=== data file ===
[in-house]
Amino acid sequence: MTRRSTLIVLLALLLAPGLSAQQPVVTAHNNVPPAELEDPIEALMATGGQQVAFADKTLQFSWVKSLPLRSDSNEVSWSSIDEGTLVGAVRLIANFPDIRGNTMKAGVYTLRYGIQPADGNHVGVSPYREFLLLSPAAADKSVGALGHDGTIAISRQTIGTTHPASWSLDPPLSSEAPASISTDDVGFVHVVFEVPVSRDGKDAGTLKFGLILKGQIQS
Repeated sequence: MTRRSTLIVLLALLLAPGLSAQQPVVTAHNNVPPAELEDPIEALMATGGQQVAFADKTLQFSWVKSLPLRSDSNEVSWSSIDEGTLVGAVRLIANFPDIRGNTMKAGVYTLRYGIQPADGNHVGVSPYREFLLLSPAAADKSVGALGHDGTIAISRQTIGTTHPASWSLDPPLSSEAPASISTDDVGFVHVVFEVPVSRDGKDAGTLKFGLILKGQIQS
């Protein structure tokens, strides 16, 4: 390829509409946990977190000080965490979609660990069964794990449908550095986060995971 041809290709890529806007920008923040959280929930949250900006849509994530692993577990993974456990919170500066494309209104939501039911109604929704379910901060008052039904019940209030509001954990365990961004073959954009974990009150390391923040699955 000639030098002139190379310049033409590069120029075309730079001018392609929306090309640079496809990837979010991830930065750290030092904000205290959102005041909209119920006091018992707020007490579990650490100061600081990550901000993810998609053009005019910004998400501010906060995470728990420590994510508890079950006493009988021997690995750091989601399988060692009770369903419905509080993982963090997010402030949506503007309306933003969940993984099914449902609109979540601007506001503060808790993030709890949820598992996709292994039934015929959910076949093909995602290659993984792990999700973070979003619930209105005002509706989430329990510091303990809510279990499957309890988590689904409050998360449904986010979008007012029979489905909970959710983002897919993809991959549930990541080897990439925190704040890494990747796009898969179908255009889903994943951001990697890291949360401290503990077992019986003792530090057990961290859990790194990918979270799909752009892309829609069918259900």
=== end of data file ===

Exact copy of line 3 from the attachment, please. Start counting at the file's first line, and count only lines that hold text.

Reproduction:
Repeated sequence: MTRRSTLIVLLALLLAPGLSAQQPVVTAHNNVPPAELEDPIEALMATGGQQVAFADKTLQFSWVKSLPLRSDSNEVSWSSIDEGTLVGAVRLIANFPDIRGNTMKAGVYTLRYGIQPADGNHVGVSPYREFLLLSPAAADKSVGALGHDGTIAISRQTIGTTHPASWSLDPPLSSEAPASISTDDVGFVHVVFEVPVSRDGKDAGTLKFGLILKGQIQS